Genealogy is more than just looking at a record and copying the information found in that document. Occasionally, one can do valid genealogy research in that way; most times, however, it is not possible. Few people are lucky enough to have had their genealogies written already and fewer of those people are able to compile the entirety of a family history back to the fifth generation, at any rate. Given these facts, a professional genealogist is a great resource for the amateur family historian.
Most genealogy research, both ancestor and descendant, involves detailed examination of difficult to read records. Old-fashioned language is the least of the problem; many records that genealogists use are poorly microfilmed and the context of a document, historical, legal, cultural, or otherwise must also be considered. Again, sometimes it is necessary to consult a professional genealogist, someone who understands the time, place, and context of a record.
Many times an amateur genealogist will contact a professional and ask that they do some in-depth research for them. A responsible and accountable professional will follow a number of steps in fulfilling the need of the amateur; to list them briefly, a professional should:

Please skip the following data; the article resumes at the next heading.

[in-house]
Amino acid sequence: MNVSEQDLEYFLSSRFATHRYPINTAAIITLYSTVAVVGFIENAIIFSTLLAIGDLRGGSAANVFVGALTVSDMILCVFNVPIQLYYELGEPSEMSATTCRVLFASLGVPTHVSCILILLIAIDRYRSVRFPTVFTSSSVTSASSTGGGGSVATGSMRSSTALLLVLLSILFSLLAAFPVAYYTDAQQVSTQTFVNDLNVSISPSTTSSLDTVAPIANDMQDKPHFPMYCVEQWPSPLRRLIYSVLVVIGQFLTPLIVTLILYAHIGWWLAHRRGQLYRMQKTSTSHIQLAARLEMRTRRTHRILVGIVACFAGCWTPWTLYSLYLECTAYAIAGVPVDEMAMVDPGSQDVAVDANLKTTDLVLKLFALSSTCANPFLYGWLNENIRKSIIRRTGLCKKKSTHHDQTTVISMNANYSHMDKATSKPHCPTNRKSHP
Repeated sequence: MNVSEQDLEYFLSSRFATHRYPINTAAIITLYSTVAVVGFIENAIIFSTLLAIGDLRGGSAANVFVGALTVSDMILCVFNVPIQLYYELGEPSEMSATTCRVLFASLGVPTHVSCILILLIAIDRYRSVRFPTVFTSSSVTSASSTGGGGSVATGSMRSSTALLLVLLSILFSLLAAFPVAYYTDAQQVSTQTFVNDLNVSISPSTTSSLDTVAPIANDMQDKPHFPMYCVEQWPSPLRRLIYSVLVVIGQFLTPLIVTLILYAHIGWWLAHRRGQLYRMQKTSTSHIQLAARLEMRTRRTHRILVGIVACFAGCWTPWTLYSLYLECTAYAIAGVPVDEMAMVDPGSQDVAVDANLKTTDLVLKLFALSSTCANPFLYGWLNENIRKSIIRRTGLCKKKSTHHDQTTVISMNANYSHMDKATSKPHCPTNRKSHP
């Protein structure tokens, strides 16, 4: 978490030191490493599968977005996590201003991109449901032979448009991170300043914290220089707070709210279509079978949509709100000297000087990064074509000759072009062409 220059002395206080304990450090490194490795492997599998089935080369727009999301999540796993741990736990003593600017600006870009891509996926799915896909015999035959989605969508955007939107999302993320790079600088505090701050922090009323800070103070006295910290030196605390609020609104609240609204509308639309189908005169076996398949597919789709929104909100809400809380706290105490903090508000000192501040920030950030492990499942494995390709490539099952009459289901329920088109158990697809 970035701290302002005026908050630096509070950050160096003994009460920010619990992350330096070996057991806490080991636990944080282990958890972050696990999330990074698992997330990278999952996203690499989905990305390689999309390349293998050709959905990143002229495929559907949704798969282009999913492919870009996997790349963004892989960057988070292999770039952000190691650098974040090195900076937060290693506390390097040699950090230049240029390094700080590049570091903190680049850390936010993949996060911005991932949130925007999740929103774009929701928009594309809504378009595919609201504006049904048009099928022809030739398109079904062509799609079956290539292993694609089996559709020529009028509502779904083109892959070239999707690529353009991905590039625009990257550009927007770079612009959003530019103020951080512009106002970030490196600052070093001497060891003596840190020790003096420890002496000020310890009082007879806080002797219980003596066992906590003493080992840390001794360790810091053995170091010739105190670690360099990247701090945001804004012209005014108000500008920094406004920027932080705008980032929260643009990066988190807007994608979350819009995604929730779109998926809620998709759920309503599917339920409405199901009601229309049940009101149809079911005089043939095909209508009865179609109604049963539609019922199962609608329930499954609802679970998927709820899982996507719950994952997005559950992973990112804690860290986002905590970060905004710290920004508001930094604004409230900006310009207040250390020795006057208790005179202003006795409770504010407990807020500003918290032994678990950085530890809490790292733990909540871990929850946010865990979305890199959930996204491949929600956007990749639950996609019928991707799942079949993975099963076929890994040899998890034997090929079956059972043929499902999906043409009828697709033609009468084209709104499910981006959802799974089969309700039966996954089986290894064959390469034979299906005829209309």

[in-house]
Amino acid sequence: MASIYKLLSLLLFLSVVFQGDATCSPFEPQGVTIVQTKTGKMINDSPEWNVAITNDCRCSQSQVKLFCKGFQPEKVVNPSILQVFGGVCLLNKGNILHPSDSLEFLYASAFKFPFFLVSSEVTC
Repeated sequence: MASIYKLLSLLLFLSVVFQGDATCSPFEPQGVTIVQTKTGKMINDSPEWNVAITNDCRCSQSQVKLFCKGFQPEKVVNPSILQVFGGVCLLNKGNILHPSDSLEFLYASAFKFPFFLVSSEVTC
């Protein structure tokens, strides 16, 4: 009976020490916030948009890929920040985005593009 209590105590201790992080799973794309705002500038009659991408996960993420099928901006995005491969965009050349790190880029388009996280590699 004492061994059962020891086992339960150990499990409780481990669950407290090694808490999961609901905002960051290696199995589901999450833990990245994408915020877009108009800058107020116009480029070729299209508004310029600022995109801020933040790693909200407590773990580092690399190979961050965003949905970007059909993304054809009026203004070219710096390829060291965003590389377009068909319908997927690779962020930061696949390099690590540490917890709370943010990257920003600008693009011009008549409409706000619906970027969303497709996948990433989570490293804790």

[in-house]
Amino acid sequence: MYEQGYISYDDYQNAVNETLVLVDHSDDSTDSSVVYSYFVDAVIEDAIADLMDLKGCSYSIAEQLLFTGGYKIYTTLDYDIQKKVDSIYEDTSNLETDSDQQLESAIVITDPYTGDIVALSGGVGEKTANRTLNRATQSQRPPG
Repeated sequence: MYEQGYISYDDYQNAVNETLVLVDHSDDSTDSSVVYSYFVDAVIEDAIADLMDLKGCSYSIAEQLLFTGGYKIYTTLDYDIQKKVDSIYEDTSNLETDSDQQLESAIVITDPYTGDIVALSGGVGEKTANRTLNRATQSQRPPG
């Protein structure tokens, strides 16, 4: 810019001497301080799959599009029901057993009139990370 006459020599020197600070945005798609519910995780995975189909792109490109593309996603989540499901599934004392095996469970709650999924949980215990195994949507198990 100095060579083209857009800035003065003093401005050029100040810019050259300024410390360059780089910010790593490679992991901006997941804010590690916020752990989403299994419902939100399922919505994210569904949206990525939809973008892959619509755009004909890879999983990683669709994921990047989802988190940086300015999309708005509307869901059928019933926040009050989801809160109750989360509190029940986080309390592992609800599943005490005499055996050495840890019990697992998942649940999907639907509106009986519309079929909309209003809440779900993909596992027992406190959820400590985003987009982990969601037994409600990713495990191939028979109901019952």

Analyze the data received
Check for availability of records
Develop a research strategy
Do original research; i.e., that not already done by the client or others
Keep track sources examined and record all documentation
Summarize the research
Provide suggestions for further research
At the end of the research time allotted by the client, the client should expect to see much progress made on his/her stated goal as demonstrated with the above specifications. Even though the professional may not have solved the research problem, or completed the task, the client expects results.
As a professional genealogist, I follow the guidelines set forth above in working with a client to consult and tell them of any questions about the data provided and all results found in a project.
Some of the material in this article was abstracted from the GENTECH flowchart from the National Genealogical Society’s website.